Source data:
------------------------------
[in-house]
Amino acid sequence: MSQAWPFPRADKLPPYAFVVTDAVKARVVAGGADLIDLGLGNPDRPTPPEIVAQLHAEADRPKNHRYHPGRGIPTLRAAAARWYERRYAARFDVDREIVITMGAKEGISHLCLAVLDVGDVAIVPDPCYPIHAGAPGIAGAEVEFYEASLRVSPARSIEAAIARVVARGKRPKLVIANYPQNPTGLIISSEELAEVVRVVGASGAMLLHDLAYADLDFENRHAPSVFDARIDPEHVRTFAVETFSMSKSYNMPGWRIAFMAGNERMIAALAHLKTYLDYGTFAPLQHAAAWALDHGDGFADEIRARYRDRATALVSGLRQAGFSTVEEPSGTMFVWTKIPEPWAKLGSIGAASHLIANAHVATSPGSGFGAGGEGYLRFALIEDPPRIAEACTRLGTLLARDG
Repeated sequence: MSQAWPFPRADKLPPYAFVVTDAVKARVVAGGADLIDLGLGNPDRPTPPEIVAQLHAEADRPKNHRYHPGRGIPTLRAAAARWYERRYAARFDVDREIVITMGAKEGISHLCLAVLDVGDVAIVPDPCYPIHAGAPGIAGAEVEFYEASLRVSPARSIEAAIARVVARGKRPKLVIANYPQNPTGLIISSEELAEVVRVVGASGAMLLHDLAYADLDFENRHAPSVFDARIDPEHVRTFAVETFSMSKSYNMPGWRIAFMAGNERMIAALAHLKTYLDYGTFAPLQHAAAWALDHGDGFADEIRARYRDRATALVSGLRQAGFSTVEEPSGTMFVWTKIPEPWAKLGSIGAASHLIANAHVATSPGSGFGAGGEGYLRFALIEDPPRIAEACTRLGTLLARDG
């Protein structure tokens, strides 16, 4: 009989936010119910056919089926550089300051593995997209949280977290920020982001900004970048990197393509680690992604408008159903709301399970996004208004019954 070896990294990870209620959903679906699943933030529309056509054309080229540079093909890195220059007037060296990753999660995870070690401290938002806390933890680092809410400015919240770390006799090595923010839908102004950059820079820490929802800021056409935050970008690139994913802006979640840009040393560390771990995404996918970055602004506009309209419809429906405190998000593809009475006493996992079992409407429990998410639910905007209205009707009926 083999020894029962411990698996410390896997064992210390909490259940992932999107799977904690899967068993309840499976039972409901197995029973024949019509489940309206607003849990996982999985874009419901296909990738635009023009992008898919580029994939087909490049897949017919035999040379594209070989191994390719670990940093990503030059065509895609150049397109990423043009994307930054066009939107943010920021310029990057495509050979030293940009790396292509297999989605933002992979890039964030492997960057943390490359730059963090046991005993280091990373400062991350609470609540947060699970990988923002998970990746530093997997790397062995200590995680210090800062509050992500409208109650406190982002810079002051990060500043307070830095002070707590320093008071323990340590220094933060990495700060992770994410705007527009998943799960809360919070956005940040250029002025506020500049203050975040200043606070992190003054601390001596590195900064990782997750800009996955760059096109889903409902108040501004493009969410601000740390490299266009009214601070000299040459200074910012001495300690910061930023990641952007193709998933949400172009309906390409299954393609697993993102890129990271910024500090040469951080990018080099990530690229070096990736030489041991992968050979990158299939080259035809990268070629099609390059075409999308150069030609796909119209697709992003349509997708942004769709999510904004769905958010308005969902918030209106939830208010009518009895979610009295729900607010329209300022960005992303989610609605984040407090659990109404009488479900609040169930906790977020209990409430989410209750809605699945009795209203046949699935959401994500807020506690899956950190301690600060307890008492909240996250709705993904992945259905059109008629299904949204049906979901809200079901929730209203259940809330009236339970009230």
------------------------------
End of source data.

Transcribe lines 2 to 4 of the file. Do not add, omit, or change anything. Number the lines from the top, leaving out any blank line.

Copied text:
Amino acid sequence: MSQAWPFPRADKLPPYAFVVTDAVKARVVAGGADLIDLGLGNPDRPTPPEIVAQLHAEADRPKNHRYHPGRGIPTLRAAAARWYERRYAARFDVDREIVITMGAKEGISHLCLAVLDVGDVAIVPDPCYPIHAGAPGIAGAEVEFYEASLRVSPARSIEAAIARVVARGKRPKLVIANYPQNPTGLIISSEELAEVVRVVGASGAMLLHDLAYADLDFENRHAPSVFDARIDPEHVRTFAVETFSMSKSYNMPGWRIAFMAGNERMIAALAHLKTYLDYGTFAPLQHAAAWALDHGDGFADEIRARYRDRATALVSGLRQAGFSTVEEPSGTMFVWTKIPEPWAKLGSIGAASHLIANAHVATSPGSGFGAGGEGYLRFALIEDPPRIAEACTRLGTLLARDG
Repeated sequence: MSQAWPFPRADKLPPYAFVVTDAVKARVVAGGADLIDLGLGNPDRPTPPEIVAQLHAEADRPKNHRYHPGRGIPTLRAAAARWYERRYAARFDVDREIVITMGAKEGISHLCLAVLDVGDVAIVPDPCYPIHAGAPGIAGAEVEFYEASLRVSPARSIEAAIARVVARGKRPKLVIANYPQNPTGLIISSEELAEVVRVVGASGAMLLHDLAYADLDFENRHAPSVFDARIDPEHVRTFAVETFSMSKSYNMPGWRIAFMAGNERMIAALAHLKTYLDYGTFAPLQHAAAWALDHGDGFADEIRARYRDRATALVSGLRQAGFSTVEEPSGTMFVWTKIPEPWAKLGSIGAASHLIANAHVATSPGSGFGAGGEGYLRFALIEDPPRIAEACTRLGTLLARDG
């Protein structure tokens, strides 16, 4: 009989936010119910056919089926550089300051593995997209949280977290920020982001900004970048990197393509680690992604408008159903709301399970996004208004019954 070896990294990870209620959903679906699943933030529309056509054309080229540079093909890195220059007037060296990753999660995870070690401290938002806390933890680092809410400015919240770390006799090595923010839908102004950059820079820490929802800021056409935050970008690139994913802006979640840009040393560390771990995404996918970055602004506009309209419809429906405190998000593809009475006493996992079992409407429990998410639910905007209205009707009926 083999020894029962411990698996410390896997064992210390909490259940992932999107799977904690899967068993309840499976039972409901197995029973024949019509489940309206607003849990996982999985874009419901296909990738635009023009992008898919580029994939087909490049897949017919035999040379594209070989191994390719670990940093990503030059065509895609150049397109990423043009994307930054066009939107943010920021310029990057495509050979030293940009790396292509297999989605933002992979890039964030492997960057943390490359730059963090046991005993280091990373400062991350609470609540947060699970990988923002998970990746530093997997790397062995200590995680210090800062509050992500409208109650406190982002810079002051990060500043307070830095002070707590320093008071323990340590220094933060990495700060992770994410705007527009998943799960809360919070956005940040250029002025506020500049203050975040200043606070992190003054601390001596590195900064990782997750800009996955760059096109889903409902108040501004493009969410601000740390490299266009009214601070000299040459200074910012001495300690910061930023990641952007193709998933949400172009309906390409299954393609697993993102890129990271910024500090040469951080990018080099990530690229070096990736030489041991992968050979990158299939080259035809990268070629099609390059075409999308150069030609796909119209697709992003349509997708942004769709999510904004769905958010308005969902918030209106939830208010009518009895979610009295729900607010329209300022960005992303989610609605984040407090659990109404009488479900609040169930906790977020209990409430989410209750809605699945009795209203046949699935959401994500807020506690899956950190301690600060307890008492909240996250709705993904992945259905059109008629299904949204049906979901809200079901929730209203259940809330009236339970009230």